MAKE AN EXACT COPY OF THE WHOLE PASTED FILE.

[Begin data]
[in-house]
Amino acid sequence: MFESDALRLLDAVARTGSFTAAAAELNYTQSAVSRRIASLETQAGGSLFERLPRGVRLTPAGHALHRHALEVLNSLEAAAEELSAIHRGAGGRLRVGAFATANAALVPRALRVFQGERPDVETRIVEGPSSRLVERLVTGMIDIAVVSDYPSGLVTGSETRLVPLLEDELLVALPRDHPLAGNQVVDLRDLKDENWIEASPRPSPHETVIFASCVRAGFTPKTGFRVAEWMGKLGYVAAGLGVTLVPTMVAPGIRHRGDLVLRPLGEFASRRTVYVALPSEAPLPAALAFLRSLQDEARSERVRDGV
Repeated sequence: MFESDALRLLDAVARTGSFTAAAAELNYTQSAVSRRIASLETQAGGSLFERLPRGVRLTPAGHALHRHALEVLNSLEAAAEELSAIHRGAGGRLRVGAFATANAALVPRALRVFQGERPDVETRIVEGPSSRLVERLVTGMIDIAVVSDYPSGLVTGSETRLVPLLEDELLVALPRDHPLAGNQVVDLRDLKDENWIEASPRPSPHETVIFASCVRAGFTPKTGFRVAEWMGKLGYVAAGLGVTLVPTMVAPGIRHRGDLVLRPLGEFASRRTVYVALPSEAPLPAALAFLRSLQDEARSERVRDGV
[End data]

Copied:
[in-house]
Amino acid sequence: MFESDALRLLDAVARTGSFTAAAAELNYTQSAVSRRIASLETQAGGSLFERLPRGVRLTPAGHALHRHALEVLNSLEAAAEELSAIHRGAGGRLRVGAFATANAALVPRALRVFQGERPDVETRIVEGPSSRLVERLVTGMIDIAVVSDYPSGLVTGSETRLVPLLEDELLVALPRDHPLAGNQVVDLRDLKDENWIEASPRPSPHETVIFASCVRAGFTPKTGFRVAEWMGKLGYVAAGLGVTLVPTMVAPGIRHRGDLVLRPLGEFASRRTVYVALPSEAPLPAALAFLRSLQDEARSERVRDGV
Repeated sequence: MFESDALRLLDAVARTGSFTAAAAELNYTQSAVSRRIASLETQAGGSLFERLPRGVRLTPAGHALHRHALEVLNSLEAAAEELSAIHRGAGGRLRVGAFATANAALVPRALRVFQGERPDVETRIVEGPSSRLVERLVTGMIDIAVVSDYPSGLVTGSETRLVPLLEDELLVALPRDHPLAGNQVVDLRDLKDENWIEASPRPSPHETVIFASCVRAGFTPKTGFRVAEWMGKLGYVAAGLGVTLVPTMVAPGIRHRGDLVLRPLGEFASRRTVYVALPSEAPLPAALAFLRSLQDEARSERVRDGV